‘The greatest part of the reserves are in the first module and second module,’ he says. So far, he says, ‘the average initial production of the wells are 20,000b/d’. One well, he said, started at 42,000b/d and in its eighth year of production was still producing 20,000b/d. Petrobras’ overall production from the Campos Basin weighs in at 1.8 million b/d, and Marlim Sul contributes 240,000b/d of that. Within the year, that level is expected to jump, first when Petrobras brings online a carbonate layer in areas of the field that’ve seen production since 2001 to the P-40 and since 2004 to the FPSO Marlim Sul, and second when Module 3 goes onstream at the end of 2010.
‘Marlim Sul’s a big field,’ Ferreira says. Original oil in place at Marlim Sul was pinned at 11.4 billion boe, with the lion’s share of that – 76% – located in the Marlim reservoir, 17% in the newlydiscovered Carbonate reservoir, and 8% located in the Enchova reservoir. As of early March, 16 exploratory wells, 68 pilot wells and 57 horizontal wells had been drilled in the field. As of early March, the field had produced 590 million boe and held an estimated 2.42 billion barrels of recoverable reserves.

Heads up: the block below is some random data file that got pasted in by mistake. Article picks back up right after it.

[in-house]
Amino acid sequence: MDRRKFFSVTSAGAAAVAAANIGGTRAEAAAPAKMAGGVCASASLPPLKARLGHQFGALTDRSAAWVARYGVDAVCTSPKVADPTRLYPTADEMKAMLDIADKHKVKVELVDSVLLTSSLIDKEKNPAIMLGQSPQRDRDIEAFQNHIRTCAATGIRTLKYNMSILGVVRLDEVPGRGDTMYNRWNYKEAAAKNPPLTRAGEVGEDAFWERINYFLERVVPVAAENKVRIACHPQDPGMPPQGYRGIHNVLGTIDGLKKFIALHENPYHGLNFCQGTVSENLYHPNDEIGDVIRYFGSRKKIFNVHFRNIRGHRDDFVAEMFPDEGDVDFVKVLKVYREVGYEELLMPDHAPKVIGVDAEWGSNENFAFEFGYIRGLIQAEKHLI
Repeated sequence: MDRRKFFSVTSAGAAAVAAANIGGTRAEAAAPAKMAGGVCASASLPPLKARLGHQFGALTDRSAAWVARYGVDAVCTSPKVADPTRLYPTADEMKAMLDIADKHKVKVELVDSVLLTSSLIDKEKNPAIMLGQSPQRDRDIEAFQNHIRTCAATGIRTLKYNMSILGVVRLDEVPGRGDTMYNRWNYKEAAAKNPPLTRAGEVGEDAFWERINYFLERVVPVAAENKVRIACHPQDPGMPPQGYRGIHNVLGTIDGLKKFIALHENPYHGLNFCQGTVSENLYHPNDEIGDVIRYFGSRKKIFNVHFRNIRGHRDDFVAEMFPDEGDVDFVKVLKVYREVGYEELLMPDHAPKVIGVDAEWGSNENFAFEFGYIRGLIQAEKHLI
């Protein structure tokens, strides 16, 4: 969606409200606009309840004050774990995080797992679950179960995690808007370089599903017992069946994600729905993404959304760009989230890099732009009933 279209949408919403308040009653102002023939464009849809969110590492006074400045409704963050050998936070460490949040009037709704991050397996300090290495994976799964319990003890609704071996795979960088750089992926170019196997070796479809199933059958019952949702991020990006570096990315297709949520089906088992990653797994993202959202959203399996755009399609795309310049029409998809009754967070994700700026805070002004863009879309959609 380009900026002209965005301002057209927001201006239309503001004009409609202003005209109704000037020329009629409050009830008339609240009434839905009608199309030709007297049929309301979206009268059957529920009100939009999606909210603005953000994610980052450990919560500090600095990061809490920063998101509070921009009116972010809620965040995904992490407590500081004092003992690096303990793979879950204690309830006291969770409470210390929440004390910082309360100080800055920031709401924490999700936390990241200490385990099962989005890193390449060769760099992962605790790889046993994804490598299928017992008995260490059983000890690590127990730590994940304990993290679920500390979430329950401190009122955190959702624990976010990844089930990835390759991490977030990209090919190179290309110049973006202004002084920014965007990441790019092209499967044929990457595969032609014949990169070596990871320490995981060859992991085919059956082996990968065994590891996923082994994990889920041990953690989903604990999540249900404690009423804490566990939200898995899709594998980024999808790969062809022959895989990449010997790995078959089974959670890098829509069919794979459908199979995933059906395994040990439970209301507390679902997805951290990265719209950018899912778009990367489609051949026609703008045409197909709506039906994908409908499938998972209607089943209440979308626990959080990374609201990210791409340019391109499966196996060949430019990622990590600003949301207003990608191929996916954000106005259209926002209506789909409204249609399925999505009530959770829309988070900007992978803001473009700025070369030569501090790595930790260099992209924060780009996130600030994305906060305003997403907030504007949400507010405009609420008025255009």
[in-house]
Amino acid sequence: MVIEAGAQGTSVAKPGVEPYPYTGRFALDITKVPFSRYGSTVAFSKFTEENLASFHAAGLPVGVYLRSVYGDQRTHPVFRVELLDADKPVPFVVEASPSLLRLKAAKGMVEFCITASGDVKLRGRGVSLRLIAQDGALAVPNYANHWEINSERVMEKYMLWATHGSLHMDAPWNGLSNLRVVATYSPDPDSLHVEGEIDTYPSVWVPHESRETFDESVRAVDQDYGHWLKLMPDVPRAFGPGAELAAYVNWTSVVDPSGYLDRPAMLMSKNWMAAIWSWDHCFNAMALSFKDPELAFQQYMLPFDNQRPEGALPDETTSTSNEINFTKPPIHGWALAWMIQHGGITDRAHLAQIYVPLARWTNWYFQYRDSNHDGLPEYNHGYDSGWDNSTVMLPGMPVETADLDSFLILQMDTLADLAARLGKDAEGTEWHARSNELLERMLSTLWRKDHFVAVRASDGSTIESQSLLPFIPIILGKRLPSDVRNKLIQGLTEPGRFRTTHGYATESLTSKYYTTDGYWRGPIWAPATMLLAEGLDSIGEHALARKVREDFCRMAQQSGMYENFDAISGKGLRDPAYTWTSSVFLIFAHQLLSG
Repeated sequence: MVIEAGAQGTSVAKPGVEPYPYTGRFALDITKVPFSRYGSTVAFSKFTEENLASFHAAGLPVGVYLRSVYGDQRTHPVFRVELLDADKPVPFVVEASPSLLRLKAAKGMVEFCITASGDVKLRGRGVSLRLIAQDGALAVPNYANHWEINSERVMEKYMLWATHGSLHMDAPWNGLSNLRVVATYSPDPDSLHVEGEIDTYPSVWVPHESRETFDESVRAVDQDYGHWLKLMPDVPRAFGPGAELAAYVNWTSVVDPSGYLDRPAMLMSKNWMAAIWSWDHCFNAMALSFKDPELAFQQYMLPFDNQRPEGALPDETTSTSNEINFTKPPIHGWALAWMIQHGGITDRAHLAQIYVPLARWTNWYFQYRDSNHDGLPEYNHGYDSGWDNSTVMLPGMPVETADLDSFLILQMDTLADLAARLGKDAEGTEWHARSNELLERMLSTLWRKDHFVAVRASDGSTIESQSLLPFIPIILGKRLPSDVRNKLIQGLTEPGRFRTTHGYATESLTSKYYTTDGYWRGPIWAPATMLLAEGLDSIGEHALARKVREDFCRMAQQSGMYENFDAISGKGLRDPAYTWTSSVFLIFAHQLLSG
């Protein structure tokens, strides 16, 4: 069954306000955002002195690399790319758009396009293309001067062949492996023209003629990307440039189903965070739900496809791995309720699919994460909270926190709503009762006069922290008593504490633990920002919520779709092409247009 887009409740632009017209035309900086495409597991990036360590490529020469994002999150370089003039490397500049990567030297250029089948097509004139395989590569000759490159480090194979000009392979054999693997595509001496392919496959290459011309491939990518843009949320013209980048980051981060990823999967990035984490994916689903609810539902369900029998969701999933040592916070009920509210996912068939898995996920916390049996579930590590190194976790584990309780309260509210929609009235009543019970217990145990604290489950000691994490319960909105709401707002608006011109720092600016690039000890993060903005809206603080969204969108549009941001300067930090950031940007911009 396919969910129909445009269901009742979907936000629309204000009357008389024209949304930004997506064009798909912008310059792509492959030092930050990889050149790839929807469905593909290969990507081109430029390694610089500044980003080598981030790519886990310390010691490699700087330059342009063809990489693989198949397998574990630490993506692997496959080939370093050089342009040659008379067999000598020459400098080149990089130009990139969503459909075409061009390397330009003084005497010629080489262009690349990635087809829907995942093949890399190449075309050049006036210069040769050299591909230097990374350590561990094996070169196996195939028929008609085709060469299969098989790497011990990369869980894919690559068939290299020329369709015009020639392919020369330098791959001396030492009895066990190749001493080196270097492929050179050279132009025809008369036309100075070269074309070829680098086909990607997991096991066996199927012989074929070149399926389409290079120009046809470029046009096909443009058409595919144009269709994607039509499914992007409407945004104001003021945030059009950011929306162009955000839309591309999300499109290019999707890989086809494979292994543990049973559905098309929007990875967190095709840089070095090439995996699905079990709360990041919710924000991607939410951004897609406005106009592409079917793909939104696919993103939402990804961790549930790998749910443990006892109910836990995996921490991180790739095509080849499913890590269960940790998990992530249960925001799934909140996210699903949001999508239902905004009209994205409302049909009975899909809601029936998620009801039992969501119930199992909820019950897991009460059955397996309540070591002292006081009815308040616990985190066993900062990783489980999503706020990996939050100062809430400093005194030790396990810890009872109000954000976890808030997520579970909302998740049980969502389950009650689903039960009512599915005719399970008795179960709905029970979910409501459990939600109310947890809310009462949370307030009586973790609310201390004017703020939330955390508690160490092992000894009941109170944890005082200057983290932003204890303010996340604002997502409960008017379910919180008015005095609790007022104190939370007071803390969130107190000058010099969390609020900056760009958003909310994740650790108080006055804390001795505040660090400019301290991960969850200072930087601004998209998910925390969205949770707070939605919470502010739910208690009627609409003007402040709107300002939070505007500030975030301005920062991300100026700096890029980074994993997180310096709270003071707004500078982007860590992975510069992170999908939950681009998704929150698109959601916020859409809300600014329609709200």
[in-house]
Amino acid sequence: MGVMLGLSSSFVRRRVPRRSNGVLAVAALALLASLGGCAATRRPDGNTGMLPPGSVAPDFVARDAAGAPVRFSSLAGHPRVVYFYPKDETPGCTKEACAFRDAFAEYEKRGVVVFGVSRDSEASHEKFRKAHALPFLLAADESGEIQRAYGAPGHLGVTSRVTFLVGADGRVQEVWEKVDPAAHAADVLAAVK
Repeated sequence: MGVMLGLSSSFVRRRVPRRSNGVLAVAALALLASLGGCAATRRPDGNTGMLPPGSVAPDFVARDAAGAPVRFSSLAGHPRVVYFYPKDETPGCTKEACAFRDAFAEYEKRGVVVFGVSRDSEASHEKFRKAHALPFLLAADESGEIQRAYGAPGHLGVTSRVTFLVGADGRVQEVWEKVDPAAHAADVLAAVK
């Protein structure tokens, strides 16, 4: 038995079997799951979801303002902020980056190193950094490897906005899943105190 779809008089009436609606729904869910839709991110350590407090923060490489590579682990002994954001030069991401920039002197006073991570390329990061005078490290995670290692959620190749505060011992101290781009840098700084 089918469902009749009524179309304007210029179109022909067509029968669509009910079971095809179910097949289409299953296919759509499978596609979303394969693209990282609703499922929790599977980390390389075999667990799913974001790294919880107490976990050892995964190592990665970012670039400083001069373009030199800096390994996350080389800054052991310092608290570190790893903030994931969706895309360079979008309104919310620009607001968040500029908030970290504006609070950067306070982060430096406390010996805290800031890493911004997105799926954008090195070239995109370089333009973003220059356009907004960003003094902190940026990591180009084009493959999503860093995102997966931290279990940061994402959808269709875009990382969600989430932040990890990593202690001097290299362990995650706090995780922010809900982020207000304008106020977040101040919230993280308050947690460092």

Marlim Sul’s first module began producing in December 2001 to the P-40 production semi; oil is carried via pipeline to the P-38 FSO located about 5km away. The P-40 can process 180,000b/d of oil and 3.8mmcm/d of gas. It can inject 220,000b/d of water. In all, the P-40 serves 13 producers and eight injectors; of the 21 wells, 18 are horizontal and three are vertical. The P-38 FSO has a storage capacity of 1.6 million barrels.
As this field started producing, Ferreira says, ‘we found more oil than we expected. So we have a complementary development of the first module’. Petrobras leased the FPSO Marlim Sul from SBM to handle the additional output from the first module. The FPSO has a production capacity of 100,000b/d and 2.3mmcm/d. It can inject 126,000b/d and serves six producing wells and five injection wells.
Petrobras is leasing Marlim Sul from SBM through March 2012, at which point Petrobras expects to begin producing that portion of the project to the P-40 and P-56. Petrobras has not yet defined where FPSO Marlim Sul will head next.
From the beginning, Petrobras used water injection at Marlim Sul.